By combining Nintendo Power Glove with 3D-printed parts, 17-year-old Easton LaChappelle developed an incredible prosthetic robot. But the first job of Easton LaChappelle was not a robot manipulator at all. His first creation was from the designer LEGO, wires for fishing (fishing line), and surgical tubes. These all things in the mix became LaChapelle's robotic arm. The first invention brought him the 3rd place in the Colorado Science Fair of 2011. Still, the high recognition did not make the young scientist "get caught up" and stop doing science. This recognition, on the contrary, inspired Easton LaChappelle to go further. Then he went not himself, but with 3D-printed parts.
It all started with what Easton LaChappelle saw at the science fair a guy who wore a prosthesis for $ 80,000. This prosthesis had to be replaced as the hand of the young man grew. Inspired and intrigued, the scientist decided to take his home robot-manipulator, which in this area could reach a new level both himself and improve the quality of the prosthesis. His new goal was to create a high-tech prosthesis that would not only be highly functional, but also affordable for everyone in need.
The new design of LaChapelle relies on 3D printing to help offset the high cost of dentures. The active hand is controlled by the Arduini Teensy microcontroller, using amplifier circuits and receivers via Bluetooth. The prosthesis can move safely, bend. You can even manage your prosthesis with your eyes. Certain blinks correspond to certain tasks, such as bending the arms, elbows, or shoulders. This whole process is controlled by the EEG headset, which is used to control movements by measuring the waves transmitted from the nerve endings to the brain.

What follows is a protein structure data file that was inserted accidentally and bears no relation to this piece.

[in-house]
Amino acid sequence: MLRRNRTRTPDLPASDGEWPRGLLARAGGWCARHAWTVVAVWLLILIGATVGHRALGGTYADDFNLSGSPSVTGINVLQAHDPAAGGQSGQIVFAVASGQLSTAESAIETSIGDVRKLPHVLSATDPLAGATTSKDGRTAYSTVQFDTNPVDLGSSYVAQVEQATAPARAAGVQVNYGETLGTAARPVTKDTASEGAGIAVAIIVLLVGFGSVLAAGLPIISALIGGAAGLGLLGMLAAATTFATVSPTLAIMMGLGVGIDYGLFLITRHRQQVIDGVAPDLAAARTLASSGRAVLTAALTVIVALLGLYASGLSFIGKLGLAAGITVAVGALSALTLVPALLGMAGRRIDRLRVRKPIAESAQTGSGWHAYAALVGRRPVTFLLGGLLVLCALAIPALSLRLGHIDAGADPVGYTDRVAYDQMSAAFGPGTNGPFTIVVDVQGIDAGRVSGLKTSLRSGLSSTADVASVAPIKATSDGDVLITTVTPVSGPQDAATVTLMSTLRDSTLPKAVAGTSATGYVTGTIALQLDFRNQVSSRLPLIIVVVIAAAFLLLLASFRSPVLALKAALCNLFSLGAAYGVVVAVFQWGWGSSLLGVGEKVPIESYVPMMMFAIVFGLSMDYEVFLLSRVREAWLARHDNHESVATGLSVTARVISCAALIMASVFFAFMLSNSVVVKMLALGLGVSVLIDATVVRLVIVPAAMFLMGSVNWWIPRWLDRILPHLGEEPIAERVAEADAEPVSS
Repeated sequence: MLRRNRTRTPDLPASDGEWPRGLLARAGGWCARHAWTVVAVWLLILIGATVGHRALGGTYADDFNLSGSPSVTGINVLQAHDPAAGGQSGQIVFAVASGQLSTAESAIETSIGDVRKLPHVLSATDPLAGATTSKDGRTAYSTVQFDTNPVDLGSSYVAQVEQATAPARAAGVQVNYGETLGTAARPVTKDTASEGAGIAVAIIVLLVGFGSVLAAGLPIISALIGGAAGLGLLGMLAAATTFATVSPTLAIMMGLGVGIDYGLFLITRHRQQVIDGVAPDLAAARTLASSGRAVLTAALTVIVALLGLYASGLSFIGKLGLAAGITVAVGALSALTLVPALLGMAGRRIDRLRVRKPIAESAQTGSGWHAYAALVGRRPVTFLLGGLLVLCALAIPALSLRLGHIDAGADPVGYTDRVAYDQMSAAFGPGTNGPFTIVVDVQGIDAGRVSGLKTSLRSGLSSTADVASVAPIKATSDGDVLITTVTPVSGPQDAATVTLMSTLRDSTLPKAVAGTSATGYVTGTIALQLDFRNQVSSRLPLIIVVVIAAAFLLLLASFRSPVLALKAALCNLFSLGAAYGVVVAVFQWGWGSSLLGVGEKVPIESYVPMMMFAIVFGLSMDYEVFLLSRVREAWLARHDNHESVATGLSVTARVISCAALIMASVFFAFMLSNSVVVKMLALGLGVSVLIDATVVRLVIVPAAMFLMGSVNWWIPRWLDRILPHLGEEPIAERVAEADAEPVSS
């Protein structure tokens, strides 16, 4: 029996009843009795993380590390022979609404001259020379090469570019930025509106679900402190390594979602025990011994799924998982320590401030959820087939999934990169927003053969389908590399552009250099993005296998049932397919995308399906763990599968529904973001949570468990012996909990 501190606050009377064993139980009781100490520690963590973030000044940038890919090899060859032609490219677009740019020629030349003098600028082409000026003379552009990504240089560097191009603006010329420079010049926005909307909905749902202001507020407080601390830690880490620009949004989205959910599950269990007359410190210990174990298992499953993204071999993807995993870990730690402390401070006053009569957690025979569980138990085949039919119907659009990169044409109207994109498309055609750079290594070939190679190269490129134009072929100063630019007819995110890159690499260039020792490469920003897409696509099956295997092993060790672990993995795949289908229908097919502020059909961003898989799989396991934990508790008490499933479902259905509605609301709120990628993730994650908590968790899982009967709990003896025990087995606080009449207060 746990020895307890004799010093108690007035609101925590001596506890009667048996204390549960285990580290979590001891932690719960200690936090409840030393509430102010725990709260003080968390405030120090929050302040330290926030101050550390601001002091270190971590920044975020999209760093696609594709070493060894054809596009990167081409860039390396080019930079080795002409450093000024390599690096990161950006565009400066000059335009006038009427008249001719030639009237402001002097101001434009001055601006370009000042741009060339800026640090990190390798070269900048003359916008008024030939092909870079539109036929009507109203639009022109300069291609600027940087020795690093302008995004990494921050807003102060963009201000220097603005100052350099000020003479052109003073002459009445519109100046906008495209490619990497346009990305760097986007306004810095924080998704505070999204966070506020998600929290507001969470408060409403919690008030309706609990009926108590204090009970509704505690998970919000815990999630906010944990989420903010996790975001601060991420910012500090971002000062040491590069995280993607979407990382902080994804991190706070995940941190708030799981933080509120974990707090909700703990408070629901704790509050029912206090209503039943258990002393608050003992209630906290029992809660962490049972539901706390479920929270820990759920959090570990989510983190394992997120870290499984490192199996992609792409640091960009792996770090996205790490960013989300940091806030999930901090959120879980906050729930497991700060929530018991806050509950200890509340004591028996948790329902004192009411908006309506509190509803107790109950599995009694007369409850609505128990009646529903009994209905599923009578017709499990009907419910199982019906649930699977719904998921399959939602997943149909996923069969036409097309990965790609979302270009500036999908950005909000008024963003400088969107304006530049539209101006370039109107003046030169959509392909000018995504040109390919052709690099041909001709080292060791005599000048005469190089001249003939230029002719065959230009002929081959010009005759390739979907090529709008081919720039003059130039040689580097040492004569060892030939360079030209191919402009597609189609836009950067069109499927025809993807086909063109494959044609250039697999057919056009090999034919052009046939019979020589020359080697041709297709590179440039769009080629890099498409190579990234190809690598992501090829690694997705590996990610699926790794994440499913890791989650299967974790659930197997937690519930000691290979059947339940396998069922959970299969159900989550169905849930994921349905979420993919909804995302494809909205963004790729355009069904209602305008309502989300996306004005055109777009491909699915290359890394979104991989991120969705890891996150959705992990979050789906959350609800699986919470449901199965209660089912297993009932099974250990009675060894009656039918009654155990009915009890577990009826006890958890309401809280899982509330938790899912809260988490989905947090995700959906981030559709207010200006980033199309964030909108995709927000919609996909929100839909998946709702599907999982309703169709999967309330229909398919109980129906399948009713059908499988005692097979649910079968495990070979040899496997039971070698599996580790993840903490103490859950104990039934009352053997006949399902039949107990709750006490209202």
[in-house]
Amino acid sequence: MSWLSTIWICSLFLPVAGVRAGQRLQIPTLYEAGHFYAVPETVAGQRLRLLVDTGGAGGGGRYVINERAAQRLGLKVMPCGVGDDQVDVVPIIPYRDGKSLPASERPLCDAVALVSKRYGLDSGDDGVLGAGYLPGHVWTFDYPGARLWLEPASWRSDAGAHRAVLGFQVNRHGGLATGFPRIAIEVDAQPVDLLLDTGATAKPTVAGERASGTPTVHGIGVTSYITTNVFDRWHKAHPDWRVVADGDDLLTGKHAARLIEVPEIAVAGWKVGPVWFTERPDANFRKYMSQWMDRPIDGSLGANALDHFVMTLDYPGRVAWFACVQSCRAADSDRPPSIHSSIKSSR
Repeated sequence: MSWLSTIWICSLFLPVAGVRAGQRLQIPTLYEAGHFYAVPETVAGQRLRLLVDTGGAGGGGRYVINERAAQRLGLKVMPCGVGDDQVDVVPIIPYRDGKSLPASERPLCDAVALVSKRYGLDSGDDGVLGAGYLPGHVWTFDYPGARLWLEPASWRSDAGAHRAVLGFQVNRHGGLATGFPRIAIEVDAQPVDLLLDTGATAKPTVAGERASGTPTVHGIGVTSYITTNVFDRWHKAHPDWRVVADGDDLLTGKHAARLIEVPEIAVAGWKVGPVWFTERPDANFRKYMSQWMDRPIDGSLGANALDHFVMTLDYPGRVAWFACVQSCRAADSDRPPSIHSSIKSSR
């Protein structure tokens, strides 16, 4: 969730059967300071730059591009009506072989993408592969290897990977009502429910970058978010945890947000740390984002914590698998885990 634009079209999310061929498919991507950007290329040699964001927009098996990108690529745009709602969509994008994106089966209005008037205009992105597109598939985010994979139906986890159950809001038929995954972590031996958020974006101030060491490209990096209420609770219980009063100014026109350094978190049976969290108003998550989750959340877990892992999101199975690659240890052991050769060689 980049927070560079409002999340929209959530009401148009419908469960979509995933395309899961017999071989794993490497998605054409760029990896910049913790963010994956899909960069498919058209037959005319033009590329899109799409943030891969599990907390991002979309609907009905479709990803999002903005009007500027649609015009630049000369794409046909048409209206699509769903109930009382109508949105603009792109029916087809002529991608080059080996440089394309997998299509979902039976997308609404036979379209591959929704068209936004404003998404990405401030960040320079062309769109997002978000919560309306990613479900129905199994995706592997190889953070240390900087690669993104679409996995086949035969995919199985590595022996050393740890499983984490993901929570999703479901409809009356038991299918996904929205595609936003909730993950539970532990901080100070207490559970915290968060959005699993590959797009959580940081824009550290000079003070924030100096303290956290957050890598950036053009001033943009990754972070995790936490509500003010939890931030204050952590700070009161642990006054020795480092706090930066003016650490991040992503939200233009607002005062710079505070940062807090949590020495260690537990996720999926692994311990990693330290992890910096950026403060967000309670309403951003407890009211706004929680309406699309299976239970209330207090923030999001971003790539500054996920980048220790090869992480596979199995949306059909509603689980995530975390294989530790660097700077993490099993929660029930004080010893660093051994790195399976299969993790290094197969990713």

The total cost of this invention is shocking, but in a good way, since it costs only $ 250! The amazing price makes prostheses affordable for families not only of the high and middle class, but also for the low. In addition to the fact that the prosthesis has functions that greatly facilitate the lives of people with disabilities and their loved ones, it is also very capable of opening beer. Heineken has already asked a teenager to open more than 5,000 bottles of beer in bars.
While the young inventor LaChapelle finishes school, he launched the Kickstarter campaign, which raises funds for the further wider production of the same prostheses.
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